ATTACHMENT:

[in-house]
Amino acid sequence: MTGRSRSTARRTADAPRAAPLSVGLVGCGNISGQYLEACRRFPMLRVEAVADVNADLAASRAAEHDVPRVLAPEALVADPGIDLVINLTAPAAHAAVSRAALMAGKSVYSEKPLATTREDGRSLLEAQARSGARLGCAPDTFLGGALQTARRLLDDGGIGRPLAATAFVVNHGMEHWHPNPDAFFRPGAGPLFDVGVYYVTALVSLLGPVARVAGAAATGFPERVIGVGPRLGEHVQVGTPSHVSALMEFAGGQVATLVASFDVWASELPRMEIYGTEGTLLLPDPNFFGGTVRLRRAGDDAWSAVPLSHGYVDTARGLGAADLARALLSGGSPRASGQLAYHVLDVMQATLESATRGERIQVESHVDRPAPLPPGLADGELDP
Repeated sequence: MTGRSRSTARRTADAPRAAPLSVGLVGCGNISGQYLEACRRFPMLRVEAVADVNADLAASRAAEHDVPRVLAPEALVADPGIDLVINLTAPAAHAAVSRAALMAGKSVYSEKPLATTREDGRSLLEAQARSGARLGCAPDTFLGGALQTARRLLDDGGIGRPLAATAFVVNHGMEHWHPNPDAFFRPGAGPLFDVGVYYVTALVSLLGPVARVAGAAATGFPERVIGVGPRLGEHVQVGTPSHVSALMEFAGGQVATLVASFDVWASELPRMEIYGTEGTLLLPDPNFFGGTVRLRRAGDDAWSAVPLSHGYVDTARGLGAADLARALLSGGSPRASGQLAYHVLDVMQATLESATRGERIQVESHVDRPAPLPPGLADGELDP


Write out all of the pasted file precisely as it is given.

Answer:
[in-house]
Amino acid sequence: MTGRSRSTARRTADAPRAAPLSVGLVGCGNISGQYLEACRRFPMLRVEAVADVNADLAASRAAEHDVPRVLAPEALVADPGIDLVINLTAPAAHAAVSRAALMAGKSVYSEKPLATTREDGRSLLEAQARSGARLGCAPDTFLGGALQTARRLLDDGGIGRPLAATAFVVNHGMEHWHPNPDAFFRPGAGPLFDVGVYYVTALVSLLGPVARVAGAAATGFPERVIGVGPRLGEHVQVGTPSHVSALMEFAGGQVATLVASFDVWASELPRMEIYGTEGTLLLPDPNFFGGTVRLRRAGDDAWSAVPLSHGYVDTARGLGAADLARALLSGGSPRASGQLAYHVLDVMQATLESATRGERIQVESHVDRPAPLPPGLADGELDP
Repeated sequence: MTGRSRSTARRTADAPRAAPLSVGLVGCGNISGQYLEACRRFPMLRVEAVADVNADLAASRAAEHDVPRVLAPEALVADPGIDLVINLTAPAAHAAVSRAALMAGKSVYSEKPLATTREDGRSLLEAQARSGARLGCAPDTFLGGALQTARRLLDDGGIGRPLAATAFVVNHGMEHWHPNPDAFFRPGAGPLFDVGVYYVTALVSLLGPVARVAGAAATGFPERVIGVGPRLGEHVQVGTPSHVSALMEFAGGQVATLVASFDVWASELPRMEIYGTEGTLLLPDPNFFGGTVRLRRAGDDAWSAVPLSHGYVDTARGLGAADLARALLSGGSPRASGQLAYHVLDVMQATLESATRGERIQVESHVDRPAPLPPGLADGELDP